you, and therefore your actions must be applied not only to
     your knowledge, but also to the ignorance of your brethren.
 (4) An applying of the reason: there are many who cannot eat of
     things offered to idols, except with a wavering conscience,
     because they think them to be unclean.  Therefore if by
     your example they wish to do that which inwardly they
     think displeases God, their conscience is defiled with this
     eating, and you have been the occasion of this mischief.
     (k) By conscience of the idol, he means the secret judgment
         that they had within themselves, by which they thought
         all things unclean that were offered to idols, and
         therefore they could not use them with good conscience.
         For conscience has this power, that if it is good, it
         makes indifferent things good, and if it is evil, it
         makes them evil.

1Co 8:8
8:8 {5} But meat commendeth us not to God: for neither, if we
    eat, are we the better; neither, if we eat not, are we the

 (5) An anticipation of an objection: why then will we therefore
     be deprived of our liberty?  Nay, says the apostle, you
     will lose no part of Christianity although you abstain for
     your brethren's sake, as also if you receive the food, for
     it makes you in no way the more holy, for our commendation
     before God consists not in foods.  But to use our liberty
     with offence of our brethren is an abuse of liberty, the
     true use of which is completely contrary, that is, to use
     it in such a way that we have consideration of our weak

1Co 8:10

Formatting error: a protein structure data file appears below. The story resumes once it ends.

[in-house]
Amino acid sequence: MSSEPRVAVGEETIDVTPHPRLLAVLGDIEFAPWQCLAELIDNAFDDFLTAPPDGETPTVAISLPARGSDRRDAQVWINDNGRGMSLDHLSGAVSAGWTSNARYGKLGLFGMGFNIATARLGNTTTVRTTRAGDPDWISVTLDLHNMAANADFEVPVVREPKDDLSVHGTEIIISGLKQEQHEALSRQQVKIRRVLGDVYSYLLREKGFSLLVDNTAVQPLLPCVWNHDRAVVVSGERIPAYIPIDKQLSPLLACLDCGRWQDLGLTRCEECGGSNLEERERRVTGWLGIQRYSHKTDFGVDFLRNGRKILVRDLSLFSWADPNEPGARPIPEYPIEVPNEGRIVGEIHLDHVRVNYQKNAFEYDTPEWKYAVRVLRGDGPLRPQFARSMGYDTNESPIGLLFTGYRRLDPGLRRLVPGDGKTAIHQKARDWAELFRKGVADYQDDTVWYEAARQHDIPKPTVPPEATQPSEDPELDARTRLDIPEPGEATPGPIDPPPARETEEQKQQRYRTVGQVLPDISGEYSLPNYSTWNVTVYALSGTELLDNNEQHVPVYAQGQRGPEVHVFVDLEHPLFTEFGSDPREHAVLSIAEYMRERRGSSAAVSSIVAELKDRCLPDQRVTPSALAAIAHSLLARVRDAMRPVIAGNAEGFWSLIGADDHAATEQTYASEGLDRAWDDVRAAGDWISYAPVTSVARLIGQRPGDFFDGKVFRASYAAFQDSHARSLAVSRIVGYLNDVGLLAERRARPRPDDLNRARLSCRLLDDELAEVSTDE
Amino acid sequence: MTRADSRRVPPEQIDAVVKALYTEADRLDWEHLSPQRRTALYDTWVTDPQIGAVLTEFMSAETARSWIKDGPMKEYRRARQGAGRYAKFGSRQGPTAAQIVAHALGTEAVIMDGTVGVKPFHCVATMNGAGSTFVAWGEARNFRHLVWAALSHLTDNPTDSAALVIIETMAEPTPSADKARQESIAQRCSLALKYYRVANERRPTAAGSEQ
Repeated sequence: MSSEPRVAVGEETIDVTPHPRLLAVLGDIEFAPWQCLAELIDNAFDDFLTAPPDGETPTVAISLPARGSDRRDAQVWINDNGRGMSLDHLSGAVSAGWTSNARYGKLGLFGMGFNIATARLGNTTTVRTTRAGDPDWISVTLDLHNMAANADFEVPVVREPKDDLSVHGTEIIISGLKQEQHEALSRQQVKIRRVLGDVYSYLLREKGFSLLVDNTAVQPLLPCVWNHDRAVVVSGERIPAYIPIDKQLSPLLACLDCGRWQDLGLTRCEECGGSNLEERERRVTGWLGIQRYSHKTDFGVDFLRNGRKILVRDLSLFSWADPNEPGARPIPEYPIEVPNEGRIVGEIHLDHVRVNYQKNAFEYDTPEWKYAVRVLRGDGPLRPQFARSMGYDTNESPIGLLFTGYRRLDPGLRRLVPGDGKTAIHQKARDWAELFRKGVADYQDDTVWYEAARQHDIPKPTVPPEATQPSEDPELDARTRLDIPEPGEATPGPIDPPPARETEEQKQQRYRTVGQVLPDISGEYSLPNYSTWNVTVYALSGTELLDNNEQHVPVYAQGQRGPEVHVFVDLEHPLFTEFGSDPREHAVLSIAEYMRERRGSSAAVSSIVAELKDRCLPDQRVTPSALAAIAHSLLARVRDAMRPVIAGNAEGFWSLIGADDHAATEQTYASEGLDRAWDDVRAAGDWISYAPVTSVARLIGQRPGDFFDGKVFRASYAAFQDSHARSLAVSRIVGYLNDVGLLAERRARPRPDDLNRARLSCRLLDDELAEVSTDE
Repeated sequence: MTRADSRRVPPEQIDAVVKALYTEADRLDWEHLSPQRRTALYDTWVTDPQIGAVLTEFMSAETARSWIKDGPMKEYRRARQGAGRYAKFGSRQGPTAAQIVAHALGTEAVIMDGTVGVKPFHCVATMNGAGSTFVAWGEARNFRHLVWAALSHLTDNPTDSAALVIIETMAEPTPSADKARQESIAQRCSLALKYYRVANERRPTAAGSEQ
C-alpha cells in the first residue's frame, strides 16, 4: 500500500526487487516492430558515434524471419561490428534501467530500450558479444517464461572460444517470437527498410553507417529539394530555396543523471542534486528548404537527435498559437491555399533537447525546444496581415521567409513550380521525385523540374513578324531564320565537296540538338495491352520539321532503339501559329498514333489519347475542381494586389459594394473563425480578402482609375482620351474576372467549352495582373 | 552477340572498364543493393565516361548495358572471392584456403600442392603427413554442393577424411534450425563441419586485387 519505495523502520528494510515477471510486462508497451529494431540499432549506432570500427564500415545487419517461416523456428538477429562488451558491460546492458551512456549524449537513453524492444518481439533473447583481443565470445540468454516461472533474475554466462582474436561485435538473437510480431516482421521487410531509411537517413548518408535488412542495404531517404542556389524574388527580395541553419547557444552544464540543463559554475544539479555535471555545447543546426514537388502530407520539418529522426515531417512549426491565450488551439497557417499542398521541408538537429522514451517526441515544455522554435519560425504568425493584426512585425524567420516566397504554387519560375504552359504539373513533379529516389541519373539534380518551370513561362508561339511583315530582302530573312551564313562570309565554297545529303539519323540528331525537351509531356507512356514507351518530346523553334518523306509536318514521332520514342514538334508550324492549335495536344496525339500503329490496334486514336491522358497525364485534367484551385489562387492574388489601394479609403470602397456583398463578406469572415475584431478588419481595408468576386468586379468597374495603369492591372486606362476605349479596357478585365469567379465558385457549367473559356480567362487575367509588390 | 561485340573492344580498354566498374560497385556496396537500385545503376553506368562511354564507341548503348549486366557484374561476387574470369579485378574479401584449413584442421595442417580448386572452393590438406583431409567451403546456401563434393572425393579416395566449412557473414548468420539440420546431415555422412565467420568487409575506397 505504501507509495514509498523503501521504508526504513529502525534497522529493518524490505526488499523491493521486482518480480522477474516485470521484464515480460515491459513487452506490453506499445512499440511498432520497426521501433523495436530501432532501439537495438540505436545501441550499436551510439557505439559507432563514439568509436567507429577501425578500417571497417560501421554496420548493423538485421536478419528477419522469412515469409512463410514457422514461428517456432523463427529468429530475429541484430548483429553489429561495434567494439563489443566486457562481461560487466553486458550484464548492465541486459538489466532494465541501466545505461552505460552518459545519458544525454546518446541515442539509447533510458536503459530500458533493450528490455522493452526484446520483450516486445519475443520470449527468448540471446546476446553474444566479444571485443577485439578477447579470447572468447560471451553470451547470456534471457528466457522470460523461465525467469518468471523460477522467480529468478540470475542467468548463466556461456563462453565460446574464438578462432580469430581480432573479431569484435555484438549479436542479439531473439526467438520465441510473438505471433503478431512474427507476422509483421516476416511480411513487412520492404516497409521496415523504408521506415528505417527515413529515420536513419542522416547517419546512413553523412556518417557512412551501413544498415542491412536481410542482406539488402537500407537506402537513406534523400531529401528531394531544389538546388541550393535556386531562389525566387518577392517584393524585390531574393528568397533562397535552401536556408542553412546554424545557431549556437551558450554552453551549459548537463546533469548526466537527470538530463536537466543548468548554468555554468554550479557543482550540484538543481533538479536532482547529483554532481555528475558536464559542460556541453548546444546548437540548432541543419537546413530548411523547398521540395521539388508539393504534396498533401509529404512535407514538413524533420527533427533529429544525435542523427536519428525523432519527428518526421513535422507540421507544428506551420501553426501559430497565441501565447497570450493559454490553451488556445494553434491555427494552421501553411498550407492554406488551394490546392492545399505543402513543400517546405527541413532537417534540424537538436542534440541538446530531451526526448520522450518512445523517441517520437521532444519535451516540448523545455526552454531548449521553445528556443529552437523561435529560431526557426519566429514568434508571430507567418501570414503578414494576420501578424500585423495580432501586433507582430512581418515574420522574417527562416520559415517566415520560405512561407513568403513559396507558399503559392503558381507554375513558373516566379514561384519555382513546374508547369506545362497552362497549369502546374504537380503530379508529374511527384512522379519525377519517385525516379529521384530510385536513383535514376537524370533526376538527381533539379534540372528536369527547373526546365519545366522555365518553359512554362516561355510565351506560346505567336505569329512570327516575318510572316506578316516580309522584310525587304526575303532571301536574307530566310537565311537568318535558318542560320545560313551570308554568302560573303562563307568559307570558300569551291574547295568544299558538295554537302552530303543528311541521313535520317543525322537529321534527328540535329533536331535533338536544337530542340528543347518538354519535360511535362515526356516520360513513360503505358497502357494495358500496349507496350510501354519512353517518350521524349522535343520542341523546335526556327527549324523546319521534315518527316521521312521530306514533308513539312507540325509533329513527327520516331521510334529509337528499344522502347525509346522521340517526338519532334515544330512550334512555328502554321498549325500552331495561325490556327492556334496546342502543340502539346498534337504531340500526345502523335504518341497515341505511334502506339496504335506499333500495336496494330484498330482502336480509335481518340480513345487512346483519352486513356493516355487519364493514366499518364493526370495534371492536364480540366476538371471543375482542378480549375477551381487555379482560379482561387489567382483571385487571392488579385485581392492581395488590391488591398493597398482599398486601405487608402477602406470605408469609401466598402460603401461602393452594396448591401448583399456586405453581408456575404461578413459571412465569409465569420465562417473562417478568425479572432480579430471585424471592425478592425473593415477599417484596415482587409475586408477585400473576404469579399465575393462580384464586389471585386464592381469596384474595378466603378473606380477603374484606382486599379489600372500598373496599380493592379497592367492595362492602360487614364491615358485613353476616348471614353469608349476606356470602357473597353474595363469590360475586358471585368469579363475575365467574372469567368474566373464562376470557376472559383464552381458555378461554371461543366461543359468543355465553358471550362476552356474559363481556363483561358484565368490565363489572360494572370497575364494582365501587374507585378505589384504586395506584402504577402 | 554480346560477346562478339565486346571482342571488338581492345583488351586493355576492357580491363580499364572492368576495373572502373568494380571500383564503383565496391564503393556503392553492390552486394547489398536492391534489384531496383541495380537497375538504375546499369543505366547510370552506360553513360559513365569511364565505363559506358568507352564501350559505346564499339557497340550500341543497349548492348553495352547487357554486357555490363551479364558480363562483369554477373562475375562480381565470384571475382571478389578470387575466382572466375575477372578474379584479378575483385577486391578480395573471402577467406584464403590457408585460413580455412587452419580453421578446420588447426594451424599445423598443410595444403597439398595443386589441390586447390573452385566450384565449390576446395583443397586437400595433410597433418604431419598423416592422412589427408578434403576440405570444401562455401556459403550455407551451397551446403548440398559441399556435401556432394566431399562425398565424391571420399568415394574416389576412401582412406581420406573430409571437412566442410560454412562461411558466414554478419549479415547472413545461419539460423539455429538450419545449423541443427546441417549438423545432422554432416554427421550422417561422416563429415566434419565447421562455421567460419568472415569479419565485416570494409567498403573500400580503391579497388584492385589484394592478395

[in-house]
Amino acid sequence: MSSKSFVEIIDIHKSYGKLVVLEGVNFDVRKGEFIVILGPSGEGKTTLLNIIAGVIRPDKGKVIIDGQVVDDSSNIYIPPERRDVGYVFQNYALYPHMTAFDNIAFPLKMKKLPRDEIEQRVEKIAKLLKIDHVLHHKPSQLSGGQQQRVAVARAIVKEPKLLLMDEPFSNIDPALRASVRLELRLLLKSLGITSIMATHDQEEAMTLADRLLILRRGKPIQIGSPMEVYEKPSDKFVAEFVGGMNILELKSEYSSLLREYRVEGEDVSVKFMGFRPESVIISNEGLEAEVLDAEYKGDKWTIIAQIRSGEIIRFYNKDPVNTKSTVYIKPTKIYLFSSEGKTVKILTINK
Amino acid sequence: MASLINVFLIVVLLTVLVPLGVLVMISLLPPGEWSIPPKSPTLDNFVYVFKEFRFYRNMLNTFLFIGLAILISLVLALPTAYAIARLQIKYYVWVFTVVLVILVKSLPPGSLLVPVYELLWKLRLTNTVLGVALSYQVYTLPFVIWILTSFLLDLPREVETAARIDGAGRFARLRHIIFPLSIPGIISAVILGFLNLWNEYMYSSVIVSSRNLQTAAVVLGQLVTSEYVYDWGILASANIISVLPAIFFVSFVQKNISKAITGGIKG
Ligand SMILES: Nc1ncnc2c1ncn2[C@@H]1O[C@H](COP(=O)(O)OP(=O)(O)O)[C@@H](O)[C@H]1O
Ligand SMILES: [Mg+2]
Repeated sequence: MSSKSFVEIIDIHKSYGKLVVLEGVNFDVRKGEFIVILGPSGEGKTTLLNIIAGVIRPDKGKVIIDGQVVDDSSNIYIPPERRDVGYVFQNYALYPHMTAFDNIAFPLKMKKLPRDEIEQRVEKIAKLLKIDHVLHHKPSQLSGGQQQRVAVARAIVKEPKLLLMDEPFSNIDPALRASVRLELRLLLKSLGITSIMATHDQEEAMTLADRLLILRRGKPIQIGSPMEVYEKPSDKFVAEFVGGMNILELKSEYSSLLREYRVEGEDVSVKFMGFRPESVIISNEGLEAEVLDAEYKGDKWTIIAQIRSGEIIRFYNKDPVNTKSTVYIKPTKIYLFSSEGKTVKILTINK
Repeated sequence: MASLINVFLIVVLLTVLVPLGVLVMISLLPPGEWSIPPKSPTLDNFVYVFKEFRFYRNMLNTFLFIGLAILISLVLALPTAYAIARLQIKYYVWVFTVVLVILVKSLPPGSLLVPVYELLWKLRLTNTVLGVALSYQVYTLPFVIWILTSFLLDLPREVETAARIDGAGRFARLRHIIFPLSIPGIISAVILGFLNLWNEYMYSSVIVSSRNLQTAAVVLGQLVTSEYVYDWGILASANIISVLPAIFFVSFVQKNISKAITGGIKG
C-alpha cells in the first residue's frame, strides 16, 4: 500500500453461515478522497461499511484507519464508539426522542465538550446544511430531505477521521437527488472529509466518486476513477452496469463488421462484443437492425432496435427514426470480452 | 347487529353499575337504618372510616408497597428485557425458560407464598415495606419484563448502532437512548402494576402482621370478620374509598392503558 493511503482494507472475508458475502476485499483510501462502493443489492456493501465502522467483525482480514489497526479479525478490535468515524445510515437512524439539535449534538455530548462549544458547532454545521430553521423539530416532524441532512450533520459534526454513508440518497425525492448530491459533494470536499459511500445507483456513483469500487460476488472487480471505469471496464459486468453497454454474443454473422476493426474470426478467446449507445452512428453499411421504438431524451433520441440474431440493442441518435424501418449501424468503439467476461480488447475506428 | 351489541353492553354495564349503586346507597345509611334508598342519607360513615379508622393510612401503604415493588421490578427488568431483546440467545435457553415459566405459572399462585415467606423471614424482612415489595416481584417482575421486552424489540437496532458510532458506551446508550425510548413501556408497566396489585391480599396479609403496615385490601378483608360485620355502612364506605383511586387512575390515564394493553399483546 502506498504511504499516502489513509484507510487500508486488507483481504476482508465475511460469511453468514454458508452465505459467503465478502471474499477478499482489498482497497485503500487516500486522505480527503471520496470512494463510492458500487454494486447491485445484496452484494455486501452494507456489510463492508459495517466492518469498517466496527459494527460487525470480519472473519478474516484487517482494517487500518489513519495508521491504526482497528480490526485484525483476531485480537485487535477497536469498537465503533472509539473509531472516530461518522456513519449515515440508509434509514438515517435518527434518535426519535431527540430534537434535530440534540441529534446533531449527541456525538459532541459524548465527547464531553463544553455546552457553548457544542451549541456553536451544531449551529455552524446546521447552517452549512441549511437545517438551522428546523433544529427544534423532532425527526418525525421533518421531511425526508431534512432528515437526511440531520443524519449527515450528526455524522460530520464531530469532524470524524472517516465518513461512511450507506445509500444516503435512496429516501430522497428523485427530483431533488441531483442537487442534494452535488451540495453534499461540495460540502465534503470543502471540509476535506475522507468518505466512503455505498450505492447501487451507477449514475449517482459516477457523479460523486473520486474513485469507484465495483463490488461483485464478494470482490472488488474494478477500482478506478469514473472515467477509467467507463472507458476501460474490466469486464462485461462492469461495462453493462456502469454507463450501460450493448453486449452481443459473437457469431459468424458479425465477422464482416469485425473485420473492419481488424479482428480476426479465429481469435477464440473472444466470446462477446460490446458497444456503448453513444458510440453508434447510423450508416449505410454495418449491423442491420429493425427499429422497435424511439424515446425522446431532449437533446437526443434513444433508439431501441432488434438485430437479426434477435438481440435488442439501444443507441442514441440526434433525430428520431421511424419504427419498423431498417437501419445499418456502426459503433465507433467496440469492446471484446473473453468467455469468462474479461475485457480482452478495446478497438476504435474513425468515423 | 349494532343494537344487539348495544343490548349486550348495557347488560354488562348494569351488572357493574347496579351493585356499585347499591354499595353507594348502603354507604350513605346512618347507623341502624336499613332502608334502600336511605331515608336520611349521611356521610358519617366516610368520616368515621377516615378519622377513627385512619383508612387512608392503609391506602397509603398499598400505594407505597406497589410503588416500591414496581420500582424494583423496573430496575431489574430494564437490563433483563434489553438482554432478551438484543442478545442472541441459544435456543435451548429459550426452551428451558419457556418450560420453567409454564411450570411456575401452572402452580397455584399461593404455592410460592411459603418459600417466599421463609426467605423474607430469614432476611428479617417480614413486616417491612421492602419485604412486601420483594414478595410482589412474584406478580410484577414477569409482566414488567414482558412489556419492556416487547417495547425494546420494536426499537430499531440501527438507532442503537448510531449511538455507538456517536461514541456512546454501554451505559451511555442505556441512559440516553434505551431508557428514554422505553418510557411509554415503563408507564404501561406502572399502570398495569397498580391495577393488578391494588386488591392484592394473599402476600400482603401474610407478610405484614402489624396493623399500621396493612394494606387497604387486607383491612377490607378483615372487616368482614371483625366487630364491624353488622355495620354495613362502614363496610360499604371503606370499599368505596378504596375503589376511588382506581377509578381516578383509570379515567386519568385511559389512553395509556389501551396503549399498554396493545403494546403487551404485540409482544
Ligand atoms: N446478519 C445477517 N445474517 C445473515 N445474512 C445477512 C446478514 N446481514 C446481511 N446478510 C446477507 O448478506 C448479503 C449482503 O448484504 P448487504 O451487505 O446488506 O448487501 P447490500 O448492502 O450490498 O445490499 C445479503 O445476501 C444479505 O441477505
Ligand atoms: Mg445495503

8:10 {6} For if any man see thee which hast knowledge sit at
     meat in the idol's temple, shall not the conscience of him
     which is weak be emboldened to eat those things which are
     offered to idols;

 (6) Another plain explication of the same reason, propounding
     the example of the sitting down at the table in the idol's
     temple.  This thing the Corinthians did wrongly consider
     among things indifferent, because it is simply forbidden
     for the circumstance of the place, even though the offence
     had ceased, as it will be declared in its place.

1Co 8:11
8:11 {7} And through thy knowledge shall the weak brother
     perish, for whom Christ died?

 (7) An amplification of the argument taken both of comparison
     and opposites: "You wretched man", he says, "pleasing
     yourself with your knowledge which indeed is not knowledge,
     for if you had true knowledge, you would not sit down to
     eat food in an idol's temple.  Will you destroy your
     brother, hardening his weak conscience by this example to
     do evil, for whose salvation Christ himself has died?"

1Co 8:12
8:12 {8} But when ye sin so against the brethren, and wound
     their weak conscience, ye sin against Christ.

 (8) Another amplification: such offending of our weak brethren,
     results in the offending of Christ, and therefore do not
     let these men think that they have to deal only with their

1Co 8:13
8:13 {9} Wherefore, if meat make my brother to offend, I will
     eat no flesh while the world standeth, lest I make my
     brother to offend.

 (9) The conclusion, which Paul conceives in his own person,
     that he might not seem to exact that of others which he
     will not be first subject to himself.  I had rather (he
     says) abstain forever from all types of flesh, then give
     occasion of sin to any of my brethren.  And on a smaller
     scale, in any certain place or time, I would refuse to eat
     flesh offered to idols, for my brother's sake.